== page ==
When it comes to managing a restaurant, it’s not always easy. With narrow margins, unpredictable crowds, and new trends such as delivery services, it is critical to provide customers a variety of dining opportunities, like hosting events. Since most people want food at their event, it really is a win-win situation. The types of events could range from family reunions, birthday parties, holiday get-togethers, charity functions, and other family or business events.
Offering your restaurant as a venue gives potential customers a reason to dine with you and experience your hospitality. Wow them with your food and customer service, and you’ve gained a repeat customer. Events also have potential to boost your social media influence as users can check-in, Tweet, Snapchat, post and Instagram their event.
Start analyzing who your customers are, and the types of people that work or live in your area. You want to identify their needs, desires, and even the trends that they follow. For instance, if you’re in a tourist-centric area, focus on bachelorette or birthday parties. If you’re located in a scenic or romantic area, target wedding parties, engagement, and anniversaries. If you’re surrounded by businesses, bring them in for brunch or lunch meetings, or company happy hours.
The Basics of Hosting
Hosting events can be a highly effective method for increasing revenue in a way that’s predictable and manageable. The best part is that it doesn’t have to be cumbersome or overwhelming. Below are the steps necessary to begin hosting events in your space, no matter how big or small. Just be sure to take the time necessary to ensure your options are feasible and meaningful to customers. At minimum, this should include:
If you have a separate area in your restaurant that can be closed off, use it as a private event room. It can be used for rehearsal dinners, bridal and baby showers, family reunions and business meetings. Such parties are the easiest to plan and can provide tremendous sales without disrupting normal business. For the best event capacity, be sure to evaluate proper space and fire safety protocol.
Does your restaurant boast a rooftop, patio, or banquet room? Then you’ve already got an ideal event space built in for private events. From there, you can prime the area for events with things like:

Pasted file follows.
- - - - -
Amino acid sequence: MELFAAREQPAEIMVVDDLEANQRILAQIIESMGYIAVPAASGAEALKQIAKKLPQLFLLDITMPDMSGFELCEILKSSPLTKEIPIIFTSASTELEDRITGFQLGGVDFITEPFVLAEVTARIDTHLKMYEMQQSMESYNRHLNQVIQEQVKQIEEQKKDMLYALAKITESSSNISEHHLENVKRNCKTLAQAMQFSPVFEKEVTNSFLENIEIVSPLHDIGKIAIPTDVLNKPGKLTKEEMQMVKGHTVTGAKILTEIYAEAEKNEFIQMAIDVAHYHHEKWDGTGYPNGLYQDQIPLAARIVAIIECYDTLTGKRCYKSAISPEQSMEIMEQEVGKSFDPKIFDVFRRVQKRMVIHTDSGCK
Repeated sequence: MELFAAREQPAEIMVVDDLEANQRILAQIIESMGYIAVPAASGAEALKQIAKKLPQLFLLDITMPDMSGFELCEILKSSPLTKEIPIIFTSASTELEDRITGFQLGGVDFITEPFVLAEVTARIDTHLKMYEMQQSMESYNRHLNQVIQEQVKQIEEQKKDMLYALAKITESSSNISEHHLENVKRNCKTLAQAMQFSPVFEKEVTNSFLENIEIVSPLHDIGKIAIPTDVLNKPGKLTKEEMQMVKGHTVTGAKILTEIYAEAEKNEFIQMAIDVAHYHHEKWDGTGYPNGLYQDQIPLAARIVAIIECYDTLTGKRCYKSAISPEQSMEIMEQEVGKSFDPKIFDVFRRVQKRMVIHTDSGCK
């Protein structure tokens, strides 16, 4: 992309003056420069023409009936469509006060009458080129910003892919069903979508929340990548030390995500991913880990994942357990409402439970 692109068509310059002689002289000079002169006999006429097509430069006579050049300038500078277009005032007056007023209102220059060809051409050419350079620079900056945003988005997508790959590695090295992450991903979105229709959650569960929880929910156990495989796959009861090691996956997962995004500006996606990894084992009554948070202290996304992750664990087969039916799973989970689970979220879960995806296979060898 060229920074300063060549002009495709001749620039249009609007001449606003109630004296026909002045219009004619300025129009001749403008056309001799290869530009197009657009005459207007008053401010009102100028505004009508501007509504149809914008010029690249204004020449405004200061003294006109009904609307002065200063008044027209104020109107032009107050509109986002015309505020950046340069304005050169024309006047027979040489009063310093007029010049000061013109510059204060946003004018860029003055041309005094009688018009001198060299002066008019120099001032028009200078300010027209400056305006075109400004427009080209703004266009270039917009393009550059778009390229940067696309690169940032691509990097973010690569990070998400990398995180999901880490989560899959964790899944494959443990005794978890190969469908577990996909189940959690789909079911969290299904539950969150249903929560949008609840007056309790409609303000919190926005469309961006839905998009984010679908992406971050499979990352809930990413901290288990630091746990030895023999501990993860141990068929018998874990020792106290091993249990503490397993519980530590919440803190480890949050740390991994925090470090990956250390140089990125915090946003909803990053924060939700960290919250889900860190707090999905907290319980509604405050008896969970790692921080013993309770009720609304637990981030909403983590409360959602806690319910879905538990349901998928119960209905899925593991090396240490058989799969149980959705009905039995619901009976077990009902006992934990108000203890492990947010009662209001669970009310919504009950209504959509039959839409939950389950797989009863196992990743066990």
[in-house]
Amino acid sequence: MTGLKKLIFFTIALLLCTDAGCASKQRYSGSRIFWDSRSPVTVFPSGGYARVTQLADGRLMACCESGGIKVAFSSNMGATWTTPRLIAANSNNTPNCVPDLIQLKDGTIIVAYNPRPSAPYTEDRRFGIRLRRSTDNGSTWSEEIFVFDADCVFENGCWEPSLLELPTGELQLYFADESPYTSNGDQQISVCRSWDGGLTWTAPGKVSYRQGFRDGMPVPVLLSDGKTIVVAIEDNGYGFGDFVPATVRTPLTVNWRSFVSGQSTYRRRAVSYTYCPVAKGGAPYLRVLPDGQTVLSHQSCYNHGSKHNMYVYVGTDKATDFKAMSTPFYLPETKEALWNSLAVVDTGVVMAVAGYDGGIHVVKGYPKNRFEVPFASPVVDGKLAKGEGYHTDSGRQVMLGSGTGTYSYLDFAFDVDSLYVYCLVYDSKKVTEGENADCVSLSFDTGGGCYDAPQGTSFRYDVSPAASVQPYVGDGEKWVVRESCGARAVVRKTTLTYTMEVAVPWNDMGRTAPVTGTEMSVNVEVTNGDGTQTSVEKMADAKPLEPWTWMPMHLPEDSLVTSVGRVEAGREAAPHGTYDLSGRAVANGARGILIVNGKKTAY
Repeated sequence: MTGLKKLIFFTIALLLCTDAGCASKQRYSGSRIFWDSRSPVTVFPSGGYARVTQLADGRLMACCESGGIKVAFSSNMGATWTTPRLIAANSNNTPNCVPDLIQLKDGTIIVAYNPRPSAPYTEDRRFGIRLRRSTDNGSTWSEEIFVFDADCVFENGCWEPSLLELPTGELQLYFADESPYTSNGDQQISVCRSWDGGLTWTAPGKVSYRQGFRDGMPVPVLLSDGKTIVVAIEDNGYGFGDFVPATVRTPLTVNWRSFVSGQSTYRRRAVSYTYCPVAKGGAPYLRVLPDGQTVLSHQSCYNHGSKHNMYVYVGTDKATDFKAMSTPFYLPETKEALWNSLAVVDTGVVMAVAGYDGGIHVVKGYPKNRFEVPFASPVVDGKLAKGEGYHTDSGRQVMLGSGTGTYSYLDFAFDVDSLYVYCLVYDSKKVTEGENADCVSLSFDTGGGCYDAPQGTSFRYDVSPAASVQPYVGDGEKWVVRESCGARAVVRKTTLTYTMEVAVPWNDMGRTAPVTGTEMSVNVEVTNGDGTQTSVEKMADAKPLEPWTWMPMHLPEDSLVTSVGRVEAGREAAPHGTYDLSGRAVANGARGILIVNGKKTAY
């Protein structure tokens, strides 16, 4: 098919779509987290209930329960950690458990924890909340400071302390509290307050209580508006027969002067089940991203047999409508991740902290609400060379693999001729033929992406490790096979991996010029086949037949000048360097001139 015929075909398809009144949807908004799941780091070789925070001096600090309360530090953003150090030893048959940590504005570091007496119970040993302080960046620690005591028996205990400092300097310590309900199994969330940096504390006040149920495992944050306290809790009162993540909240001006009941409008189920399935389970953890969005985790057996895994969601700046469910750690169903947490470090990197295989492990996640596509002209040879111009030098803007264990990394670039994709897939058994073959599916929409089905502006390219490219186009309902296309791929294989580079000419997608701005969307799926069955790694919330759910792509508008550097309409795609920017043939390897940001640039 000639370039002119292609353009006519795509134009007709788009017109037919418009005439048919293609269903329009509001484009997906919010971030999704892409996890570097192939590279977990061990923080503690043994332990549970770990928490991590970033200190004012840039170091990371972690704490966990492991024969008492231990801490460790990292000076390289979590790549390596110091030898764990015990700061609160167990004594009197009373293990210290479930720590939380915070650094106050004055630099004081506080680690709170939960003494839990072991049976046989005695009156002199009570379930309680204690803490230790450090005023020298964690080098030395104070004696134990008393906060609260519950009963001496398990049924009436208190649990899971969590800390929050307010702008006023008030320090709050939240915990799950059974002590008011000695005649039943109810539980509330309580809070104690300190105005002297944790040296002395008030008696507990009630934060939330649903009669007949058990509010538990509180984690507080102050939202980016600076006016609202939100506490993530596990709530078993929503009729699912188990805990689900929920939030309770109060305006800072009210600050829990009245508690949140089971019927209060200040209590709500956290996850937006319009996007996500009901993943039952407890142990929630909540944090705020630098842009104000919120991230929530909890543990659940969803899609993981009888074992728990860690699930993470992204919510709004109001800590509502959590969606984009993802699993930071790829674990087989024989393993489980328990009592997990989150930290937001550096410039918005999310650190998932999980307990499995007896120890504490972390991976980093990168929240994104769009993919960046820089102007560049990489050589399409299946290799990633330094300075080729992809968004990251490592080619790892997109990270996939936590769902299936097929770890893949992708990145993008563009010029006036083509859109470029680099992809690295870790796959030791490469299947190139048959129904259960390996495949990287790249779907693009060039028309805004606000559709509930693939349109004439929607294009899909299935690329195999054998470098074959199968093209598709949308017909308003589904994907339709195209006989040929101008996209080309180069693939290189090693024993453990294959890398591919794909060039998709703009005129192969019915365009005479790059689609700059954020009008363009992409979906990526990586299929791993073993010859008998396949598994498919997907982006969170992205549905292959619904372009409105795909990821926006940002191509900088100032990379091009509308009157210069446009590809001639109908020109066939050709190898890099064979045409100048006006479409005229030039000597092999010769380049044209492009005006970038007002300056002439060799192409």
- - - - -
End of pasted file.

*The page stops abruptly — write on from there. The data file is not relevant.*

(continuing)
- A/V equipment, if it’s safe from inclement weather.
- Simple decor (string twinkle lights or a single flower in 7-inch-tall vase on each table).
- Easy access to exits, bathrooms, and the bar – if applicable.
If you don’t have a private area like described above, consider a semi-private space. Suitable for almost all event types, a curtain or standing divider can provide a more intimate and less ‘public’ atmosphere.
While most restaurants do not limit their event hours, you may choose to make the hours available for events. These special event hours could be during slow dining times, before or after regular business hours, or specific 3-hour periods. This can assist you and your staff in managing the event customers and regular customers while continuing to provide excellent customer service.
Food & Beverages
Private party patrons tend to eat and drink more than the typical diner, so consider a pre-set menu that requires fewer servers to satisfy a large group setting together rather than many complicated dishes. Prepping for events, like developing seasonal dishes and planning promotions for your venue takes time, so start early. Great food and drink will stick in guests’ minds for potential future visits.
Whether it’s canapés, a sit-down meal, or a drinks reception, ensure you have something available for a broad range of tastes. Be sure to remember that not everyone will be drinking alcohol, so provide non-alcoholic alternatives, and remember to offer vegetarian alternatives to meat dishes, as well as catering for those with food allergies, as required.
When selecting options, it is crucial to be a cost-conscious organizer. Offer several options to patrons that hope to host their event in your spot. Keep the venue cost down by offering flexibility on dates events may be held. Certain days of the week tend to cost less than prime restaurant hours, so be sure to account for this when setting prices for both food and location.
The last thing you want is to serve up a less-than-stellar customer experience because you’re understaffed, or have sloppy, slow service. Make sure your staff are fully trained, understand the importance and urgency of excellent customer service. A good way to ‘practice’ is to host events for family members of staff for a discount.
Once you get bookings for private parties, you and your team need to shine on ev